👨‍🍳 Student Life- Cooking

Something that isn’t really thought about in the run up to receiving your university offers is “what am I going to eat at uni?”. This is probably because the lure of takeaway in a city is fairly strong, and if all else fails a delivery driver can be at your flat pretty quickly. As much as you may love a McDonald's after a night out or a trip to Nando's with your friends, that doesn’t mean you can have it for dinner every night. At some point you’re going to have to give in and cook something yourself, for the sake of your health and your wallet!

Here are a few things I would recommend to any prospective university student to help make cooking easier:

1)    A griddle pan, it`s like a frying pan but better! Use it to cook a butterflied chicken fillet to give it that nice barbecued look, and make it taste like it’s been seared. You can sizzle some baby tomatoes on the top until they start to brown and then they will have a similar taste to BBQ’d tomatoes.

2)    You really should bring at least one cook book to uni. Although subsisting off £1 noodles from Aldi is seen as student cuisine, noodles do not make the most nutritious, filling or delicious meal. A lot of cook books will give you some great ideas and easy instructions to follow, I’d personally recommend “Best Ever 400 Budget Recipes” by Lucy Doncaster. This book contains everything from quick meals to desserts, from meaty steak pies to vegan pasta. It’s really helped me when I can’t think of anything else to cook.

 
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3)    A wok. As a student one of your closest friends will be homemade pasta dishes, and there is no easier, and without hassle, way of making good pasta dishes than putting all the ingredients together in a wok. A wok is also great for making stir frys, a good meal for getting some vegetables in your diet. If you’re not too keen on stir fry, it can make quite a good bacon cooking implement when you can’t find the energy to wash the proper frying pan.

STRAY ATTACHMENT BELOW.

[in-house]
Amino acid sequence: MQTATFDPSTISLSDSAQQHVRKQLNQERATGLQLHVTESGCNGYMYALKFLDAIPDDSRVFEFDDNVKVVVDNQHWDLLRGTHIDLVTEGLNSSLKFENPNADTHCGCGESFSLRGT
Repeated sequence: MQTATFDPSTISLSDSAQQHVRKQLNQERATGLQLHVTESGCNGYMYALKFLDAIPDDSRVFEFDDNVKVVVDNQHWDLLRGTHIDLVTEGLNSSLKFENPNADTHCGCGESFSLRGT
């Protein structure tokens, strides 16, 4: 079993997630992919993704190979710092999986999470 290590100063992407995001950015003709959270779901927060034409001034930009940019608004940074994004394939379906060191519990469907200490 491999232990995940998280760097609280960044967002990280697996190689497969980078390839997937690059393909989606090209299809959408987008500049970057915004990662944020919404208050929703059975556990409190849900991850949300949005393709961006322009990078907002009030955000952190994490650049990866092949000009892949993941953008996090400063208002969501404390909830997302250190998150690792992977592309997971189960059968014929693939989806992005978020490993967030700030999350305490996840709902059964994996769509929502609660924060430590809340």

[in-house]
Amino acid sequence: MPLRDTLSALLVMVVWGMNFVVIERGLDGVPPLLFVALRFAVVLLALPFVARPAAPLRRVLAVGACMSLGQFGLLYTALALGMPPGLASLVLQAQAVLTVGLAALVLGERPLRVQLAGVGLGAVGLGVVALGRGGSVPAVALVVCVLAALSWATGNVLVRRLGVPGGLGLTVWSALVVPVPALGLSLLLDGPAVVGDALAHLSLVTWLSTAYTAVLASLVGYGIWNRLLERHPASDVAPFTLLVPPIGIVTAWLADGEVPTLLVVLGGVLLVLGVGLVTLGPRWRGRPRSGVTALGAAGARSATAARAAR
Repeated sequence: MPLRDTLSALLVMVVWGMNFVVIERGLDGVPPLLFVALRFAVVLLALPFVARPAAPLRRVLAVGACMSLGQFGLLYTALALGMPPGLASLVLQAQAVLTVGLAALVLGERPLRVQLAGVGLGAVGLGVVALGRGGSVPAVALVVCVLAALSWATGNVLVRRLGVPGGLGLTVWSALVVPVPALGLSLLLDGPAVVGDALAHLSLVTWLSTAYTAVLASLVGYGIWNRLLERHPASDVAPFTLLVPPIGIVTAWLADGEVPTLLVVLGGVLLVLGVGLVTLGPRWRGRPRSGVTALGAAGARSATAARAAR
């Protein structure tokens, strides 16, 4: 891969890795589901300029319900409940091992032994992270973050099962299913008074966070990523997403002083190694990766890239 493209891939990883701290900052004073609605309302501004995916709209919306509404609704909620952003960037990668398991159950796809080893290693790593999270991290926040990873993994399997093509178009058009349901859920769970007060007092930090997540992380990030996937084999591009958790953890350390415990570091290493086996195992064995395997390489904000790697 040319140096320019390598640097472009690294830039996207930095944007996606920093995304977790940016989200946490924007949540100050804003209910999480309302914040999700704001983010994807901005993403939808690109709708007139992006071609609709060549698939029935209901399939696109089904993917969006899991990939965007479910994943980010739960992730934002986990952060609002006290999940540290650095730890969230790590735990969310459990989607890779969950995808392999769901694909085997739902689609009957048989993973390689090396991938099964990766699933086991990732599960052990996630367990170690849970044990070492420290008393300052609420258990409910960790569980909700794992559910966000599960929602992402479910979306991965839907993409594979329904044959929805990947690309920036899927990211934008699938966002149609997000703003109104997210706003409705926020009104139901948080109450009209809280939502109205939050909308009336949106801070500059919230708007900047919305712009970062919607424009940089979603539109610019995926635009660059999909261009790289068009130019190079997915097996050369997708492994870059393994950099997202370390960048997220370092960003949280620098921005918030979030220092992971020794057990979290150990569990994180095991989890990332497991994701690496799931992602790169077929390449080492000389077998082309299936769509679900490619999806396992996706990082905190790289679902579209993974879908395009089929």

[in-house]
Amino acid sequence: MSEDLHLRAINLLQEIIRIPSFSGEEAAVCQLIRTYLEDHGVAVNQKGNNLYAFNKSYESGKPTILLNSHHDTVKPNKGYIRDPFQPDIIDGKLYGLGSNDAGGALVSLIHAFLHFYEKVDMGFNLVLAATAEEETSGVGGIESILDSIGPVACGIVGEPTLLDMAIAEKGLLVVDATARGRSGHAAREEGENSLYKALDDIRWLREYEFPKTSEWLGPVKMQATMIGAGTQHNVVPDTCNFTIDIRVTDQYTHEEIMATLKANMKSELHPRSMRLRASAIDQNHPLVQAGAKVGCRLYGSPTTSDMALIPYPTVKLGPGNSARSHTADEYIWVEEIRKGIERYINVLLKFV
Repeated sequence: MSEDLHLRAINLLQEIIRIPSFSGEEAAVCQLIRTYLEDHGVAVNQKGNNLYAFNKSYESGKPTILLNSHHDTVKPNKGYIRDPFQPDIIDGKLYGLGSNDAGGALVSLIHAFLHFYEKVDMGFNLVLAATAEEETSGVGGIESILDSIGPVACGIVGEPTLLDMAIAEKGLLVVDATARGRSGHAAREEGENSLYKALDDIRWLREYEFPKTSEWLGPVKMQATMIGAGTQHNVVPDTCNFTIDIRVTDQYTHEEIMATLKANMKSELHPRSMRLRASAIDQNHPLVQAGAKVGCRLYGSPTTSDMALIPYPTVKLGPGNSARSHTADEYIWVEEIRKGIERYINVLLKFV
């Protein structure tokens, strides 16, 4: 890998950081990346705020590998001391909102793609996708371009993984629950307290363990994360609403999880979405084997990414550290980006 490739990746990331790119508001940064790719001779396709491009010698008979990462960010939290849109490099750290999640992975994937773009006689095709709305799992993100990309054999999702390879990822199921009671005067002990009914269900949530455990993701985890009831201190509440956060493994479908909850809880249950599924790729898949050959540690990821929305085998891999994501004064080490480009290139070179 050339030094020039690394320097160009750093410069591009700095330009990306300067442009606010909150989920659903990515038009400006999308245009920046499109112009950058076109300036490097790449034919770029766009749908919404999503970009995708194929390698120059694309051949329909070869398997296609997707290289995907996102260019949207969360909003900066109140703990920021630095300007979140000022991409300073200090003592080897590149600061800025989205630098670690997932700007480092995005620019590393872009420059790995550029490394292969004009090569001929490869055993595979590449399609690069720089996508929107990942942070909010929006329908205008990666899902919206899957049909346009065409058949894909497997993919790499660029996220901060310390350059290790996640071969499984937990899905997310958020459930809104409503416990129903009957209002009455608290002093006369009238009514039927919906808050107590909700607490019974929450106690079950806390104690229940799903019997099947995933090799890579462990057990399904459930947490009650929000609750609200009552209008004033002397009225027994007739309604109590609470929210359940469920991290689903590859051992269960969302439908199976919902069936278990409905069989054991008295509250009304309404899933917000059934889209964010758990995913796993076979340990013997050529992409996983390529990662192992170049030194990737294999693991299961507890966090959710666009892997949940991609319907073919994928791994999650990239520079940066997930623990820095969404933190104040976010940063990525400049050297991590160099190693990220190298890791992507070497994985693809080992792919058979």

4)    A good knife, you know those knives your parents always told you not to touch as a child because “they’re too sharp”? Well, when you go to uni you are going to want to get a good, sharp knife. A sharp knife really is the safest way to prepare meat or vegetables, as it’s less likely to slip when cutting things like tomatoes. It also allows kitchen prep to go by a lot faster and means that the prep feels like less of a chore.

5)    Tupperware, cooking a lot of food is easier than cooking a small amount, as anyone who has ever tried to size up the right amount of spaghetti can tell you. When the time comes, and you do inevitably cook far more food than is needed, you can put it in some Tupperware, meaning that you now have tomorrow’s lunch already prepared.

6)    Spices, now you don’t need a spice rack with hundreds of spices, just get the spices you like and that you’re most likely to use. I would recommend getting sea salt over table salt, it’s better to cook with and slightly crunchy. Garlic salt is another great addition to your cupboard, it’s like crushing up a garlic clove for people who don’t want to be reminded of the smell on their hands four days later, and get some pepper too. Chicken/BBQ seasoning is great as it’s got all the fancy spices in one easy package, and it can be used liberally on anything and everything you cook to give it that little kick.

7)    A slow cooker is a real must have. Do you ever want someone else to do the cooking for you? A slow cooker can do all the waiting and stirring for you, just throw your ingredients inside before you head to uni, and come back home to a delicious meal waiting for you, what’s not to love? A gammon joint slowly cooking in half a bottle of old rosy cider is one of the best meals I’ve ever made at uni.